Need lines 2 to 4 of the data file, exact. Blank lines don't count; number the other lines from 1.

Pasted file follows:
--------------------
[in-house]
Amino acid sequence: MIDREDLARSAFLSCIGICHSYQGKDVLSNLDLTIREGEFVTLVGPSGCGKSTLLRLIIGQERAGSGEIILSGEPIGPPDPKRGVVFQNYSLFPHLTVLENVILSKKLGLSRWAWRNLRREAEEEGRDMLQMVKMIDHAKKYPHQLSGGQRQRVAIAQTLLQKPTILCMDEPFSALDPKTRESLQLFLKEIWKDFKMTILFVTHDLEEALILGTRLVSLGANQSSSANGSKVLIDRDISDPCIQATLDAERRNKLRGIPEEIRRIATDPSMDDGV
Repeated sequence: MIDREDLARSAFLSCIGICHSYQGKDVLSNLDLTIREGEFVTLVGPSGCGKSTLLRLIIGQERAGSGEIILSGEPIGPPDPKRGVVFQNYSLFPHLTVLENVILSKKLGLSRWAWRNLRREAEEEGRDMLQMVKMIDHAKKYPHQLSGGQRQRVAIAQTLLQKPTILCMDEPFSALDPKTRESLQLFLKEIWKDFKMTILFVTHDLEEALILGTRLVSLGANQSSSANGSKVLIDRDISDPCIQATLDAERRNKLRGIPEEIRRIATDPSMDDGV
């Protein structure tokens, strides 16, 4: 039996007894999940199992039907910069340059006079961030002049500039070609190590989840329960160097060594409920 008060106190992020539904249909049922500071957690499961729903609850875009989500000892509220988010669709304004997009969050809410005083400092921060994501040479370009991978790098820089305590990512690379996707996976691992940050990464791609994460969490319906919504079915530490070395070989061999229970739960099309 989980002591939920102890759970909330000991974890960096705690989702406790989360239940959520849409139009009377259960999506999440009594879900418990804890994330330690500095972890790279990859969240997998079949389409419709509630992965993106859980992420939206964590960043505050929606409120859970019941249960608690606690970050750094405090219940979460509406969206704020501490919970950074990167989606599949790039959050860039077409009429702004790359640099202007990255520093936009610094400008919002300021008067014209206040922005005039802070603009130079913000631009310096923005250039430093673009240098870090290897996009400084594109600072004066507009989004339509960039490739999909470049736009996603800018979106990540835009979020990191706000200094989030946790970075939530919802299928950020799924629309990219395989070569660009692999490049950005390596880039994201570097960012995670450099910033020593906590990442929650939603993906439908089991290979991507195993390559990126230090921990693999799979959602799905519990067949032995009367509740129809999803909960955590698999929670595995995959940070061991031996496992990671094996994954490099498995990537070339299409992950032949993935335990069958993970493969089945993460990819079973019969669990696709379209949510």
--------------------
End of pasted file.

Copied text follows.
Amino acid sequence: MIDREDLARSAFLSCIGICHSYQGKDVLSNLDLTIREGEFVTLVGPSGCGKSTLLRLIIGQERAGSGEIILSGEPIGPPDPKRGVVFQNYSLFPHLTVLENVILSKKLGLSRWAWRNLRREAEEEGRDMLQMVKMIDHAKKYPHQLSGGQRQRVAIAQTLLQKPTILCMDEPFSALDPKTRESLQLFLKEIWKDFKMTILFVTHDLEEALILGTRLVSLGANQSSSANGSKVLIDRDISDPCIQATLDAERRNKLRGIPEEIRRIATDPSMDDGV
Repeated sequence: MIDREDLARSAFLSCIGICHSYQGKDVLSNLDLTIREGEFVTLVGPSGCGKSTLLRLIIGQERAGSGEIILSGEPIGPPDPKRGVVFQNYSLFPHLTVLENVILSKKLGLSRWAWRNLRREAEEEGRDMLQMVKMIDHAKKYPHQLSGGQRQRVAIAQTLLQKPTILCMDEPFSALDPKTRESLQLFLKEIWKDFKMTILFVTHDLEEALILGTRLVSLGANQSSSANGSKVLIDRDISDPCIQATLDAERRNKLRGIPEEIRRIATDPSMDDGV
């Protein structure tokens, strides 16, 4: 039996007894999940199992039907910069340059006079961030002049500039070609190590989840329960160097060594409920 008060106190992020539904249909049922500071957690499961729903609850875009989500000892509220988010669709304004997009969050809410005083400092921060994501040479370009991978790098820089305590990512690379996707996976691992940050990464791609994460969490319906919504079915530490070395070989061999229970739960099309 989980002591939920102890759970909330000991974890960096705690989702406790989360239940959520849409139009009377259960999506999440009594879900418990804890994330330690500095972890790279990859969240997998079949389409419709509630992965993106859980992420939206964590960043505050929606409120859970019941249960608690606690970050750094405090219940979460509406969206704020501490919970950074990167989606599949790039959050860039077409009429702004790359640099202007990255520093936009610094400008919002300021008067014209206040922005005039802070603009130079913000631009310096923005250039430093673009240098870090290897996009400084594109600072004066507009989004339509960039490739999909470049736009996603800018979106990540835009979020990191706000200094989030946790970075939530919802299928950020799924629309990219395989070569660009692999490049950005390596880039994201570097960012995670450099910033020593906590990442929650939603993906439908089991290979991507195993390559990126230090921990693999799979959602799905519990067949032995009367509740129809999803909960955590698999929670595995995959940070061991031996496992990671094996994954490099498995990537070339299409992950032949993935335990069958993970493969089945993460990819079973019969669990696709379209949510």